Siti Jaliah Erman (“Jali”) set a simple goal for herself: do something big before she turned 30 years old.
“That was a benchmark for me. I wanted to do something that took off the training wheels and put some hair on my chest,” said Erman.
Lucky for us, something big can also be something pretty small and deep-fried and delicious. One year ago, on August 9, Erman left her 9-to-5 job to start Moneybags Dumplings. It’s a pop-up shop cranking out handmade crispy dumplings for farmers markets, outdoor festivals and online orders. The leap of faith enabled Erman to flex her culinary skills, share her culture and honor her hometown.
Born in Singapore, Erman comes from a food-loving family. She learned how to cook from her mother. Because she also has 12 aunts, family parties where dishes were passed all day long were common. Though she fell in love with Buffalo while attending the University at Buffalo, Erman was committed to staying true to who she was and where she was from.
“This style of dumpling is called won tons in Singapore. But it’s the ‘moneybag style’ because they look like little coin sacks. Each is folded in half, crimped then twisted.” said Erman. “It takes a lot of labor and love to make them because each crimp has to be tight enough so the filling doesn’t come out. It’s hard but I have to do it this way.”
Erman would certainly know about hard work. She makes close to 5,000 dumplings per week in four scrumptious flavors. There’s Sesame Chicken, Buffalo Chicken, Fried Soy Shroom and the newest filling, Taco. But fair warning: they are addicting and super poppable. That may be why you can find Moneybags Dumplings at so many outdoor events, where it’s easy to toss them in your mouth while on-the-move.
Erman’s bubbly personality may have you sticking around for a chat too.
“Food always comes with a lot of stories. I like when people ask where I am from. I love telling people about what they don’t know about me. You learn until you die,” added Erman.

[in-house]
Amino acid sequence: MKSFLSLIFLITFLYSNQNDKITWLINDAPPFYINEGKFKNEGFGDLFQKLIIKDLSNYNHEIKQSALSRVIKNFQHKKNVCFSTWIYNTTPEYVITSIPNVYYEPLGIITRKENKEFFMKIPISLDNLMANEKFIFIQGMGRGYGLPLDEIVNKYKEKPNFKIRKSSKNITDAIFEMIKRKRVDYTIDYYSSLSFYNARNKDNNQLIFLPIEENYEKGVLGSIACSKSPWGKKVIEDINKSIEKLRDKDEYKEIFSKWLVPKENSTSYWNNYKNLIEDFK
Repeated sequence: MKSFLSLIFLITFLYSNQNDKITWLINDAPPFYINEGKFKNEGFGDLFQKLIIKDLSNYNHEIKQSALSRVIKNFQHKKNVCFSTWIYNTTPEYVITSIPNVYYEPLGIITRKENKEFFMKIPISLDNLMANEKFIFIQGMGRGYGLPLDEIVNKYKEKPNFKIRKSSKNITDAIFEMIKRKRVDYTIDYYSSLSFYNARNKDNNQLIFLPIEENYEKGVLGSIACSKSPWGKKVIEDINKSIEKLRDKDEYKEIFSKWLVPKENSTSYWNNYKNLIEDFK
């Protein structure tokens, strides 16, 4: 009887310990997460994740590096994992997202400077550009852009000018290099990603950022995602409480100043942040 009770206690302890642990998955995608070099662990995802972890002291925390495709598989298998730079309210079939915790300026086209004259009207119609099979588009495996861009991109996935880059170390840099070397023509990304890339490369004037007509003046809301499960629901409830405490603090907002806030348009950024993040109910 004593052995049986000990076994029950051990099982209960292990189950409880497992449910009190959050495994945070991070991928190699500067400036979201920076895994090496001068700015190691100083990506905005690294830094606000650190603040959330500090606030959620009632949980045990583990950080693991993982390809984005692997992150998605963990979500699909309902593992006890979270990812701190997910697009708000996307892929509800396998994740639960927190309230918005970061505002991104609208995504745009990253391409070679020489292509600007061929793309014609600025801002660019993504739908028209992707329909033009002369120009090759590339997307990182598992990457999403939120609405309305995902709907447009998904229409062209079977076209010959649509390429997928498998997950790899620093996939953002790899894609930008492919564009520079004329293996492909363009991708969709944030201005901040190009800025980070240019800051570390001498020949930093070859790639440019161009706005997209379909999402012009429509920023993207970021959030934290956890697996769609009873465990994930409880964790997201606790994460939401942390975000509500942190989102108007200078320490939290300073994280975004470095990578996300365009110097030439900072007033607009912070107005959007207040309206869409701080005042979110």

When we talked, she taught me a lot about her life philosophy and how it ties back to the name of her business.
“A moneybag is cute, especially in our materialistic society. But it’s not about the money. It’s about what sustains you. What matters is on the inside,” said Erman.
If you’re liking what you’re reading, seek Erman out during her peak summer market season. There’s something about enjoying the dumplings straight from the fryer on a sunshiny day.
Moneybags Dumplings can be found at:
Thursdays in Larkin Square: Thursdays, 4 p.m. to 8 p.m.
Seneca One Market: Thursdays, 5 p.m. to 8 p.m.
Hamburg Farmers Market: Saturdays, 7 a.m. to 1 p.m.
Kenmore Farmers Market: Sundays, 9 a.m. to 1 p.m.
Bassett Park Farmer’s Market: The first Sunday of the month, 10 a.m. to 2 p.m.
You can also place online orders (fresh or frozen) and pick them up from Erman’s physical location on 1310 Clinton Street. Check the Moneybags Dumplings Instagram Page (@MoneybagsDumplings) for updates though, as online ordering isn’t always offered.
Whatever you do, you have to try these bite-sized masterpieces. But just know you’ll become a fan for life.